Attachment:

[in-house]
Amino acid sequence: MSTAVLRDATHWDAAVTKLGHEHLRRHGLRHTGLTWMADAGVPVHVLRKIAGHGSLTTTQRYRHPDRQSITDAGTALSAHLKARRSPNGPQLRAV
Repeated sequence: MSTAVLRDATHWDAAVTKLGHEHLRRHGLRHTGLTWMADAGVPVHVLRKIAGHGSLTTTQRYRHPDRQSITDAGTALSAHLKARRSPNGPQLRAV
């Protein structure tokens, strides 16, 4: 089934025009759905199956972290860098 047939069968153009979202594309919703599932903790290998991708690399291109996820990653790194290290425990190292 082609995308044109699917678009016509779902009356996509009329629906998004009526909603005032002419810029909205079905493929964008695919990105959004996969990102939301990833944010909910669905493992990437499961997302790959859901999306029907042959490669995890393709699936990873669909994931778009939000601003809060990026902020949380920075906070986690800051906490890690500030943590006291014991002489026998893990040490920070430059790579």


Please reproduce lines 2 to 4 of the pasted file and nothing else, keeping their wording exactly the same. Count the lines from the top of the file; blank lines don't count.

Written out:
Amino acid sequence: MSTAVLRDATHWDAAVTKLGHEHLRRHGLRHTGLTWMADAGVPVHVLRKIAGHGSLTTTQRYRHPDRQSITDAGTALSAHLKARRSPNGPQLRAV
Repeated sequence: MSTAVLRDATHWDAAVTKLGHEHLRRHGLRHTGLTWMADAGVPVHVLRKIAGHGSLTTTQRYRHPDRQSITDAGTALSAHLKARRSPNGPQLRAV
């Protein structure tokens, strides 16, 4: 089934025009759905199956972290860098 047939069968153009979202594309919703599932903790290998991708690399291109996820990653790194290290425990190292 082609995308044109699917678009016509779902009356996509009329629906998004009526909603005032002419810029909205079905493929964008695919990105959004996969990102939301990833944010909910669905493992990437499961997302790959859901999306029907042959490669995890393709699936990873669909994931778009939000601003809060990026902020949380920075906070986690800051906490890690500030943590006291014991002489026998893990040490920070430059790579």